Over dinner with a colleague, the question of where should law firms invest their change dollars came up. The basic concept is you divide a firm’s lawyers into three groups: #1 gets it, and is already making changes to the way they price and practice. #2 is somewhere in the middle, perhaps willing to embrace some changes, but not really taking proactive steps. #3 is oblivious to the need or unwilling to make changes, since the old way has been working fine for so long.
So the question is where should a firm commit resources to improve its operations and bottom line? Which “third” of the firm will generate the highest return on investment in change? Here are some pros and cons for investing in each group:
#1 Pros: This group is already well on their way and will quickly adopt any changes that help them improve. In the classic style, this is investing your dollars on the highest performing part of your business.
#1 Cons: This group will keep adopting change no matter the investment. Spending money here may well have low returns, since the group is already well on its way to the New Normal.
#2 Pros: This group is generally amenable to change and likely just needs some encouragement and exposure to new thinking. Dollars invested here will likely return immediate value.
#2 Cons: The return on investment from this group may not be as large as #1, since this group may be willing and able to only go so far. So although quick returns may be seen, they may not be deep and sustainable.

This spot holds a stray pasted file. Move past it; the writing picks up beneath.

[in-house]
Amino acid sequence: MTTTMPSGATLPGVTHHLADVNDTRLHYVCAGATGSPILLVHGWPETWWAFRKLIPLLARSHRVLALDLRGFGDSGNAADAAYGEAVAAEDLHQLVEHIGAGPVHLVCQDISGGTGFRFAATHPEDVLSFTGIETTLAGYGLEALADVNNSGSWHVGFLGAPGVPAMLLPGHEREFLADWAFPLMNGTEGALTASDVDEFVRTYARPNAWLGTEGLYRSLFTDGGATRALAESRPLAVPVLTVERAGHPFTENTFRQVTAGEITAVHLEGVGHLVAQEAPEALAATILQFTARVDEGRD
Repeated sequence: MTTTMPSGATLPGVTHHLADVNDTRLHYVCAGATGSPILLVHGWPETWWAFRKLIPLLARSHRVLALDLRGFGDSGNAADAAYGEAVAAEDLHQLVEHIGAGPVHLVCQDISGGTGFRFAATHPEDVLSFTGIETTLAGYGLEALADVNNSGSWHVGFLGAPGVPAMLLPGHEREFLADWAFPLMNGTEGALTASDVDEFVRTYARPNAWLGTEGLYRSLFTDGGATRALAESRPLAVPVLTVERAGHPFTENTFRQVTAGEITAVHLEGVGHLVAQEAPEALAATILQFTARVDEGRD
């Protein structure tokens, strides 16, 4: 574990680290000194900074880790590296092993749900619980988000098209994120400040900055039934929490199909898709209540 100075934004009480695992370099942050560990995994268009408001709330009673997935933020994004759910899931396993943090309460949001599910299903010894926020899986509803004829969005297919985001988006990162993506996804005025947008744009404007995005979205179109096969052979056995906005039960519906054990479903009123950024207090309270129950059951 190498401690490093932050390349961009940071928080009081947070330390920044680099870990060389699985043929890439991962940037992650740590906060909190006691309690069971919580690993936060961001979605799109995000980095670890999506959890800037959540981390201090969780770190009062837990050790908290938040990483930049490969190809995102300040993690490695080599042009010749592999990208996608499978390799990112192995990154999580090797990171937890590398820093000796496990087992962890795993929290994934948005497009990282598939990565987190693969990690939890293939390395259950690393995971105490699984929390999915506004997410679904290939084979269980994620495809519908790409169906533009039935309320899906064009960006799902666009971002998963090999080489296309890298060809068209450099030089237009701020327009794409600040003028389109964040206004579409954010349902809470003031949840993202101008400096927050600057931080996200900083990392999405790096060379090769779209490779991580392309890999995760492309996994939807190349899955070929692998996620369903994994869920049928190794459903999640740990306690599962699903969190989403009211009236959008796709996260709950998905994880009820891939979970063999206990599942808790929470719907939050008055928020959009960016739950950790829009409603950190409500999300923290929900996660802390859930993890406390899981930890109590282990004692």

#3 Pros: This group has the most ground to gain and any adoption of change will bring significant returns.
#3 Cons: With a history of inability and/or unwillingness to adopt change and improve performance, group #3 seems the least likely to embrace new ways of thinking and doing.
The outcome of our conversation: My colleague pointed to traditional management theory, which says focusing on the bottom third will drive the entire firm up the change ladder. Although I see some logic to this approach, I couldn’t agree with it. My experience is that the bottom third in a law firm are so entrenched in their thinking and methods that they not only avoid change, they fight it. My gut tells me to invest in the high performance group - #1. It sends a message to them that their efforts and approach are appreciated, and it lets the other two groups know what the future needs to be.
Every firm will need to look at its three groups and decide what works best for them. Whether it’s adopting AFAs, embracing Legal Project Management, or even just implementing process improvement, law firms should consider the “Thirds” question and focus their investments on their highest ROI return lawyers.